Thus, Mayawati’s last resort in putting together a winnable social coalition in UP depends on her ability to make further gains among the state’s Muslim voters. Her speeches at recent rallies signal her party’s intention of forging a Dalit-Muslim alliance for the upcoming elections. Such an alliance with marginal support from other caste groups could ensure a simple majority in the Assembly for the BSP. However, this is not going to be as easy as it sounds. The data presented in graph indicates that less than 20 per cent of Muslim voters are likely to support the BSP in the polls next year. Moreover, an aggressive campaign by the BSP to wean away Muslims may not only lead to fragmentation of Muslim support, but also polarise the elections along religious lines, which could eventually help the BJP.

It would be a tall order for the BSP to repeat its 2007 performance, as the 2017 election is likely to be different from the past when the main competition was essentially between the BSP and the SP. The BJP, as the data suggests, is now clearly in the fray as well, and it is therefore likely to be a three-cornered contest statewide. The challenge for the BSP is that its vote share is evenly spread out across the state, which makes seat conversion relatively difficult for the party. The BJP seems to have an edge in western and eastern UP, while the SP continues to hold sway in other parts of the state, namely Awadh, Doab, Ruhelkhand and Tarai. Consequently, Mayawati seems to be getting stuck in a 1990s-like situation, where her party may fall short of crossing the threshold needed to convert votes into seats.

Nonetheless, the BSP still stands on solid ground in Uttar Pradesh politics. Mayawati remains one of the most popular leaders of the state. In the CSDS survey, close to one-fourth of all respondents preferred her for the Chief Minister’s position. A detailed analysis of the survey data clearly reveals that the BSP’s comparative advantage in this election lies in presenting Mayawati as the most reliable leader in the state for governance. Her tenure as the Chief Minister who preceded the Samajwadi Party’s incumbent Akhilesh Yadav has won positive appraisals . The proportion of voters who ‘prefer’ her five-year term is marginally higher than those who ‘prefer’ AkhileshYadav’s. The BSP is also considered to be better for providing governance and maintaining law and order. Therefore, her campaign should focus more on the positive attributes of Mayawati as an administrator, rather than merely calling out failures of Akhilesh Yadav in the state and Narendra Modi at the Centre. Mayawati herself faces charges of corruption, accused of taking huge sums of money for allotting party tickets (which has alienated some BSP cadres) and diverting state funds in building parks and statues, which a significant section of UP’s electorate thinks is a waste of public funds.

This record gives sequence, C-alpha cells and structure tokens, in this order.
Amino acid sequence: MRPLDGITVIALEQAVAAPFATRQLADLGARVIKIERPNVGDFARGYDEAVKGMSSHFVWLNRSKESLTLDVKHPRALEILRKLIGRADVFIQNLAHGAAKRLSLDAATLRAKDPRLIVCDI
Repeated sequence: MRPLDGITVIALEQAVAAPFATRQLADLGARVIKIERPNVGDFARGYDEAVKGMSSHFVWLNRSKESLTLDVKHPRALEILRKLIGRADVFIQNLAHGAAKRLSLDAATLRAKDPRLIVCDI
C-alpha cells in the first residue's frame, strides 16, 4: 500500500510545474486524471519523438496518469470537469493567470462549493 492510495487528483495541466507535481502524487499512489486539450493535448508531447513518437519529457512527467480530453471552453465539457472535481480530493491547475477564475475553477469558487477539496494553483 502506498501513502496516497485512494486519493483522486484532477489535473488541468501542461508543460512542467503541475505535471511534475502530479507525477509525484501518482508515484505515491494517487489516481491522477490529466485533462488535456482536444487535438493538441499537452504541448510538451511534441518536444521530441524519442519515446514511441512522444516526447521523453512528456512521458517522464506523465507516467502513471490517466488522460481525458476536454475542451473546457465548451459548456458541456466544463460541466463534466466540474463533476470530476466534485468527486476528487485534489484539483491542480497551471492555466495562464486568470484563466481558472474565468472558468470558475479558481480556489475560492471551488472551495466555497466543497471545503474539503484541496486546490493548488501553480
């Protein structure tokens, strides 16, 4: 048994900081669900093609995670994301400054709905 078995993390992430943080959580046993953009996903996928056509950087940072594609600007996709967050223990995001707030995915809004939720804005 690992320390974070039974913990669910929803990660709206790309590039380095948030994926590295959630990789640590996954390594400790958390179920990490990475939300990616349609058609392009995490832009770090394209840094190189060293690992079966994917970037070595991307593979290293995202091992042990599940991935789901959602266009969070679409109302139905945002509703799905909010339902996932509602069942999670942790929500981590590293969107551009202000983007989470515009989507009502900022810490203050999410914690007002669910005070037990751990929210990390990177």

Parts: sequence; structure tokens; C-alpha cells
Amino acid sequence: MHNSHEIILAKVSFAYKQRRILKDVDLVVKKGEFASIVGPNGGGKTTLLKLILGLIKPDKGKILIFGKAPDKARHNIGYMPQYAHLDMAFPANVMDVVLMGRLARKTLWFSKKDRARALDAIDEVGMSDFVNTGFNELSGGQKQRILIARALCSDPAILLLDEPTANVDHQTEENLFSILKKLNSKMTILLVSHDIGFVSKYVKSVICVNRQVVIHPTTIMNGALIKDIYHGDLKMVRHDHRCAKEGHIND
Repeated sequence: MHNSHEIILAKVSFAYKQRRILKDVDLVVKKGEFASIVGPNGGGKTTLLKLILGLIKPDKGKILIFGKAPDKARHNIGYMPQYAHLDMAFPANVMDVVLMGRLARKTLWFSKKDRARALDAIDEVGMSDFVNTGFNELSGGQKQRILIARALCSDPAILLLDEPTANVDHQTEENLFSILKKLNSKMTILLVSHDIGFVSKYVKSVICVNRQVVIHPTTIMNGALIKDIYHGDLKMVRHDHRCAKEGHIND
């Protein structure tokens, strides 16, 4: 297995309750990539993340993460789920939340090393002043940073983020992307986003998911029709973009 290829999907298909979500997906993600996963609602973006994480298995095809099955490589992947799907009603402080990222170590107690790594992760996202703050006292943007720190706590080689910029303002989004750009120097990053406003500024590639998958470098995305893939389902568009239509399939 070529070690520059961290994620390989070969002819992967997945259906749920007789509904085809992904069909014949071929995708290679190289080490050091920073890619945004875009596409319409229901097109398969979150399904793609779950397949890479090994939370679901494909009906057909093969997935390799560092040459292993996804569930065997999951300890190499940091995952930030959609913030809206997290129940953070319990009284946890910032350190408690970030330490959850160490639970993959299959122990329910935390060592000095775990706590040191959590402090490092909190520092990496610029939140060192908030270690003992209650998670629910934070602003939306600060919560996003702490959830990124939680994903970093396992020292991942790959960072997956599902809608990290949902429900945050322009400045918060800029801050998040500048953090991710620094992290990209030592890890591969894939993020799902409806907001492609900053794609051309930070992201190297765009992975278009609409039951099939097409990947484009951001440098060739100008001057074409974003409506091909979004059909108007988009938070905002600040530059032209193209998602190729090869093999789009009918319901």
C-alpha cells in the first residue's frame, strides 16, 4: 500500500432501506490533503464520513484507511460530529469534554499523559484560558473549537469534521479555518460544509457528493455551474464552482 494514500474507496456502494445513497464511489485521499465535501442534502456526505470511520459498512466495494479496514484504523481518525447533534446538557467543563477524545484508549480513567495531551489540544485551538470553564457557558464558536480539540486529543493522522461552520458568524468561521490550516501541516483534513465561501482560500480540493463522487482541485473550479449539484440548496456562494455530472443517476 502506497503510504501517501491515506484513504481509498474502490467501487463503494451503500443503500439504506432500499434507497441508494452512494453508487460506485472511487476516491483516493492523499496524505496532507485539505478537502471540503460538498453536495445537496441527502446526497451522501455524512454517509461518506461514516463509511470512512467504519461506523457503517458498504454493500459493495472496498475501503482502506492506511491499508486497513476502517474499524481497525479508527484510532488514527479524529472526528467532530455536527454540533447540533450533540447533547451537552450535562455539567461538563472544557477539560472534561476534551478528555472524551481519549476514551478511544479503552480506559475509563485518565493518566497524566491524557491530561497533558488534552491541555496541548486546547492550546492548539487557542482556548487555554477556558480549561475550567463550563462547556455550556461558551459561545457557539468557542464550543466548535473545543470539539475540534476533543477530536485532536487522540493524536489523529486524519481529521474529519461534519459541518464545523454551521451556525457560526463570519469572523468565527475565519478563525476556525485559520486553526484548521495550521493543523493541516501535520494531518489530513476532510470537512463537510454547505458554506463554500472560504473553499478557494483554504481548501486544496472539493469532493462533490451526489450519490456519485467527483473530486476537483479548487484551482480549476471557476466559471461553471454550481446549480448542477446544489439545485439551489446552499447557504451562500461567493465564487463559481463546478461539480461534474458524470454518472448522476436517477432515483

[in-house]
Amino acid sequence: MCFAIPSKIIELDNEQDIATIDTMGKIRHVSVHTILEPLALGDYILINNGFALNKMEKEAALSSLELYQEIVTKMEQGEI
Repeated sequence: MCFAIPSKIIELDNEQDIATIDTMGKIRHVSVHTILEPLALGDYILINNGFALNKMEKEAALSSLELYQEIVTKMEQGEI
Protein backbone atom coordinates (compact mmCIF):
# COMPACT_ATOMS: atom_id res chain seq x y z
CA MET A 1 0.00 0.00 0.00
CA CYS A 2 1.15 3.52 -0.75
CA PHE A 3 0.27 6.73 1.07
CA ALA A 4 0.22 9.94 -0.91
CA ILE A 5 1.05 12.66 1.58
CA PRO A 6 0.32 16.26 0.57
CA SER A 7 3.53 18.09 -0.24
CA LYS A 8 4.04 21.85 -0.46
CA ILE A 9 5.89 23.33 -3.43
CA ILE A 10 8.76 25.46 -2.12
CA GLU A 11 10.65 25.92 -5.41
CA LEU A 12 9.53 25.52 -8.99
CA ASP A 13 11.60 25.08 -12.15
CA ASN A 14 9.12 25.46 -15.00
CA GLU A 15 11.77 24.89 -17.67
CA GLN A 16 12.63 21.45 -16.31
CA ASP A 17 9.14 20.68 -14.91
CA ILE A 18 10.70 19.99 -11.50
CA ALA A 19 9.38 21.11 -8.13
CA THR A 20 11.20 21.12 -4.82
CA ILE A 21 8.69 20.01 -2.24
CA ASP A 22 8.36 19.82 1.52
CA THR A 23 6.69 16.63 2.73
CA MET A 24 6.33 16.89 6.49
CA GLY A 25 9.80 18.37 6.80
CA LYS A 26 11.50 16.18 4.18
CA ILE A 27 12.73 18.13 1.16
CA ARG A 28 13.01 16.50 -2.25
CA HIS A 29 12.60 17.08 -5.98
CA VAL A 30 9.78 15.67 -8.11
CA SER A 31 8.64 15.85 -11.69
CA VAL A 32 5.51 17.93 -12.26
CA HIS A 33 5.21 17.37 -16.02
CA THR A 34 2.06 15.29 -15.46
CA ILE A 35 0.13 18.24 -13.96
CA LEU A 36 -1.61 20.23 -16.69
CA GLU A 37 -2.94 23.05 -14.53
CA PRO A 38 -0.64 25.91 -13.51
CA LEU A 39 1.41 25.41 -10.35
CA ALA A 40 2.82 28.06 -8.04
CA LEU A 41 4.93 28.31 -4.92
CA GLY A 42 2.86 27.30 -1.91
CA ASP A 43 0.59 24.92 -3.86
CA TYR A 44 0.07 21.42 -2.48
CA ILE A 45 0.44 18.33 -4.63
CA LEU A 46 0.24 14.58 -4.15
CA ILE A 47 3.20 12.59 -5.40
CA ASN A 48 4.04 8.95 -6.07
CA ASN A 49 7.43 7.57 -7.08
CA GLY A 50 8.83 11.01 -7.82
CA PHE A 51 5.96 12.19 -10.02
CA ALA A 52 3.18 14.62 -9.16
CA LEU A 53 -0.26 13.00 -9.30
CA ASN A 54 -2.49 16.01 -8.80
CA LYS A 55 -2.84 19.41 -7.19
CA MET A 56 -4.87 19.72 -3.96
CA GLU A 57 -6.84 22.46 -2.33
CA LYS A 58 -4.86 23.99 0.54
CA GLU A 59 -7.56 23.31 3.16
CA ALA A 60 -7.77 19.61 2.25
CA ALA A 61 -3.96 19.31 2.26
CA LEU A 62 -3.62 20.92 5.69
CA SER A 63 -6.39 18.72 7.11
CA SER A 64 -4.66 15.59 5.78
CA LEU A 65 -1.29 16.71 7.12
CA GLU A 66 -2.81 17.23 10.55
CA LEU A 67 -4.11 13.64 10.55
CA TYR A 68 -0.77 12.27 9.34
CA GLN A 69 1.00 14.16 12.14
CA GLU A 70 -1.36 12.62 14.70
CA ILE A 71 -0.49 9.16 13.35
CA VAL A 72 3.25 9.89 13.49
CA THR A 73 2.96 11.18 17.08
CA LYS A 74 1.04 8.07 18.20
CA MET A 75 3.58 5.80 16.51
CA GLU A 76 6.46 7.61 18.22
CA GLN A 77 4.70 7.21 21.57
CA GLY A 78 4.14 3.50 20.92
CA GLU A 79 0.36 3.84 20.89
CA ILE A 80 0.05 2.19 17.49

The BSP needs an innovative new message. In 2007, Mayawati’s masterstroke was to transform her party’s message from ‘Bahujanhitay, Bahujansukhay’ to ‘Sarvajanhitay, Sarvjansukhay’; from the welfare and well-being of the ‘multitudes’ to that of ‘all’. A decade later, she needs a new grammar of politics. She needs to build a coalition that goes beyond mere social identities. Her campaign managers need to project a new image of Mayawati. The 2017 UP elections will be a test of her political survival. The BSP has already declined from its earlier avatar as a potential all-India vehicle of Dalit mobilisation. It is now just a UP-centric party. A failure to win next year’s polls would further push Mayawati and the BSP into electoral oblivion. New political entrepreneurs have emerged on the scene and Mayawati must win this do-or-die battle to retain political relevance.